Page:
Daria Rose


June, 2022
Samarkand, Uzbekistan

Allah, if you exist, don’t let them see the trunk. (A box of kitchen utensils, another with sheets and pillows, a duffel full of clothes.) You don’t exactly lug your pots and pans on a business trip. They won’t let me cross. My father asked a former colleague in Tashkent to state in writing that I was the only lawyer qualified to mediate his property dispute. (During my four years as a labor attorney in Kazan I only defended injured contract workers.) The border agent points his flashlight at the letter. His glasses reflect the glare like needles of lightning.

The guard squints, “So, you’re driving for four days, from Kazan to Samarkand, to settle an argument about some guy’s car?” 

I see myself reflected in his lenses: a man in his late twenties with two-day stubble, who drove his Toyota Yaris to Yaysan, the border between Russia and Kazakhstan, three weeks after the conscription call. I know that he knows, and I don’t want to make him feel like a fool for implying that I know more than him. Neither can name the truth hanging around us. It would violate the conventions of this theater: his life as a Russian military guard, my life as an able-bodied young man fleeing the country waging a war. I look at him and implore, with my eyes only. He’s a border agent for the Russian state, the last guy in the world to feel empathy for me. What I’m asking of him, he either couldn’t accomplish himself or believes should result in imprisonment. My only possible gambit is to play the meek man with a smaller dick. Look, I’m so weak that you wouldn’t trust me with an AK-47 anyway. The name on his badge is Sergeant Rostov, and my name (he reads it on my external passport) is Rustam Naibetov. That alone gives him power—he is Russian, and I am Tatar. To him I’m a piece of grub rotting in the corner, too repulsive to touch, too small to bother to clean. 

“Naibetov, do you have a family?”

I unlock my phone to show him my screensaver photo, “Yes, Sergeant, my wife and I have a six-month-old. That’s why I want to settle this case quickly and return to Kazan.” 

The lieutenant flips my internal passport to the marriage page, and reads out loud, “Married to Gulnara Ruslan-kyzym on June 29, 2020. Drive fast, Naibetov, don’t miss your anniversary.” 

I nod until my stiff neck aches, “I certainly won’t, Sergeant, thank you so much.” 

He grips my documents for a moment too long before letting me take them from his hand, and I’m out of there.

I can’t believe it. I text Gulnara, “passed the border.” I won’t express in writing the fucking relief of driving through the empty steppes of Kazakhstan. Too risky. It’s midnight in Kazan, so I don’t expect her to respond. My phone lights up in ten seconds. “Allahu Akbar,” says my wife who never believed in anything.

The last three months will make you believe anything. Crisp moonlight licks the tongue of the road. No other lights, no cars. Telegram groups warned of multi-hour lines at the border. For four weeks I refused to leave Gulnara and baby Kareem, so I must have missed the mass male migration. And it’s three on a Wednesday morning in a tiny border town. I started driving before dawn. I should stop at a hostel soon. My hands jitter like I just drank three cups of coffee. Crossing the border turned from a scare into a thrill. I’ll keep driving while I can.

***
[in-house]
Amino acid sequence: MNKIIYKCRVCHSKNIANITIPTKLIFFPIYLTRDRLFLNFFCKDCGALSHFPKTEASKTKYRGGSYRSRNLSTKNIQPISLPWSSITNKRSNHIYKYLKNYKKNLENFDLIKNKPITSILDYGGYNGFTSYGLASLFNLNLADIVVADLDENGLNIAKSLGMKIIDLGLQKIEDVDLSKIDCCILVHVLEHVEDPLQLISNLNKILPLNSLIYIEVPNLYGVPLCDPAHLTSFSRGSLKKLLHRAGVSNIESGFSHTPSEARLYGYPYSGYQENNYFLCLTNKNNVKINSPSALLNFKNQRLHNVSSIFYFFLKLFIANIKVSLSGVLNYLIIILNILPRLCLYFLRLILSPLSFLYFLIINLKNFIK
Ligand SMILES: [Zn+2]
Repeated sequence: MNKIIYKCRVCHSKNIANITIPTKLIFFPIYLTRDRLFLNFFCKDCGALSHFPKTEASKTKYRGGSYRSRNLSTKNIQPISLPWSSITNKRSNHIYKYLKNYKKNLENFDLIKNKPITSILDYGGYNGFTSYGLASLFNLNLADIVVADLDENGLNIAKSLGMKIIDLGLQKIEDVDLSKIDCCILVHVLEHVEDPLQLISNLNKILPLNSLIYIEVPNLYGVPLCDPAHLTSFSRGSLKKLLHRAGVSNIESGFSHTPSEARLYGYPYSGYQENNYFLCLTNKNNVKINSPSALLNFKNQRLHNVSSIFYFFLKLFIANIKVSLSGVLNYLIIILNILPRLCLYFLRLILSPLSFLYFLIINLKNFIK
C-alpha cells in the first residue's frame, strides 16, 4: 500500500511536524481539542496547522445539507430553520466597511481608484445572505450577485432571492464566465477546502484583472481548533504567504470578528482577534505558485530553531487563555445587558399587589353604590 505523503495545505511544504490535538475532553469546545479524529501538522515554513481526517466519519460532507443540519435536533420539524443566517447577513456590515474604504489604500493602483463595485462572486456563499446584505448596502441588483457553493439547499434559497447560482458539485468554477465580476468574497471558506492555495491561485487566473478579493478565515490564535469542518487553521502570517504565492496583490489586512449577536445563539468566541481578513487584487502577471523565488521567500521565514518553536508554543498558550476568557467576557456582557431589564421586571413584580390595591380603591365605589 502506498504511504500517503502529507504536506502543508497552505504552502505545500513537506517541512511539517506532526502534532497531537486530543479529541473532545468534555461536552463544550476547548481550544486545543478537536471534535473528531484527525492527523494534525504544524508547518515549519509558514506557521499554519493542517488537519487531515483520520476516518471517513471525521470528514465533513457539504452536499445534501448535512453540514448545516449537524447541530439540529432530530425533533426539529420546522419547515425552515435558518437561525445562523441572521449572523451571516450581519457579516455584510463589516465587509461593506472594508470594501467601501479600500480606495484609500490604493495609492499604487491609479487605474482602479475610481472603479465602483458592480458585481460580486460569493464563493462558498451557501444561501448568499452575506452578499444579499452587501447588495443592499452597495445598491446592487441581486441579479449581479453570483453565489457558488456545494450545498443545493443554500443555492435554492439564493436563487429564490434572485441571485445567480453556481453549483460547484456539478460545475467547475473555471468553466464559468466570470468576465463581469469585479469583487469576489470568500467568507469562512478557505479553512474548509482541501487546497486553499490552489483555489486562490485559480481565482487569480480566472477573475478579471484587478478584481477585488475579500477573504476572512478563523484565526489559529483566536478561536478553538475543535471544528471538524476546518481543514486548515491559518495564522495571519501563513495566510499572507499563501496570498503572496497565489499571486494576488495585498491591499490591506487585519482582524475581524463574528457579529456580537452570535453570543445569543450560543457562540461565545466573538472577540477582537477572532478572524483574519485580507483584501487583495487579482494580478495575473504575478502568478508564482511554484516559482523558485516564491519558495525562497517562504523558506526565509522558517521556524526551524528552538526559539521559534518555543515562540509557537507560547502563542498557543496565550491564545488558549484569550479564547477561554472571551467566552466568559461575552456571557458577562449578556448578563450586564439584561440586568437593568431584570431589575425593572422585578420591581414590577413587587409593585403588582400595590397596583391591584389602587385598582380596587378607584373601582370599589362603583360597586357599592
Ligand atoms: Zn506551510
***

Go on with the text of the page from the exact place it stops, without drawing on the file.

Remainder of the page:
I turn on airplane mode so they can’t track my location. Fuck, how will I navigate? Google Maps still instructs me to turn right at 146 kilometers. Gulnara. My wife must have downloaded offline Google Maps on my phone. I cry while Broken Social Club chimes on my Spotify downloads. Park that car, drop that phone, sleep on the floor, dream about me


On Friday I pull up to Hotel Ruhina in Gagarin, five kilometers away from the Kazakh-Uzbek border. Crossing into Uzbekistan was uneventful. The guard stamped my passport without lifting his eyes at me. Once you exit Russia, they don’t care what brings you to the steppes. 

The first thing I see is dust. The streets are clad with dust, the building stones are hardened dust, the dusted-up signs are unintelligible. Dust blankets the inside of my eyes so I can barely keep them open. Four other cars with Russian plates are parked on the same block. I check in and pay for a night. The room is three times more expensive than the price quoted in Telegram groups three weeks ago but still dirt cheap. Russian men in Kazakhstan, Tajikistan, Georgia, and Turkey stick out like a dollop of sour cream in borscht. Migrants must make easy targets: they lack a support network, carry loads of cash, and cram their life’s belongings into their car trunk—pots and pans, clothes and sheets. At least as a Tatar man I blend in on the streets. It’s about time we have some advantage over the Russians.

I carry my duffel bag to the room. I turn the key five times until I realize the room is unlocked. The boxes should remain in the trunk until I reach Samarkand. I rinse my face in the metal sink. I come back downstairs to find a table at the restaurant. The PVC tablecloth is stamped with squares of pink roses. The old owner notices me, nods, and yells something in Uzbek. I smile stupidly, and she limps back to the kitchen. I don’t see a menu, at least not one I could read. The Telegram groups claimed that everyone in Uzbekistan speaks Russian, but that must exclude tiny villages. I’ve been subsisting on fried ochpochmaks and cigarettes for the past four days. I’ll eat anything. A young guy with a bushy beard brings black tea in a porcelain cup missing a handle, along with three cubes of brown sugar on a saucer. A sparrow swims in the sunny patch of dust outside the open window. 

I light up a Winston. Holy shit. I’m in Uzbekistan. Alone. I don’t know a single person in this country. Or in any of the five -stans around me. Gulnara and Kareem are asleep on our bed three thousand kilometers away. Akhmet, who sent me the legal invitation, made plain to my father that he won’t help me, can’t hide me, don’t show up at his house. He lives five hours across the steppe anyway. How the fuck did I end up here? I told my clients I left to tend to family matters in K. and referred them to my biggest competitor. Our parents will support Gulnara while I’m away. My mother is probably still in tears. I hope it doesn’t stall her cancer recovery. I have to survive for all of them. All I want is to watch Breaking Bad while Gulnara nods off in my arms on our yellow couch peppered with purple hortensias. I’d let Kareem cry all he wants, I’d even soothe him myself, let Gulnara say she’s too tired to make love. I would rather that, a thousand times over, than this table with a red checkered linoleum cover and a white plastic chair burned with cigarette butts.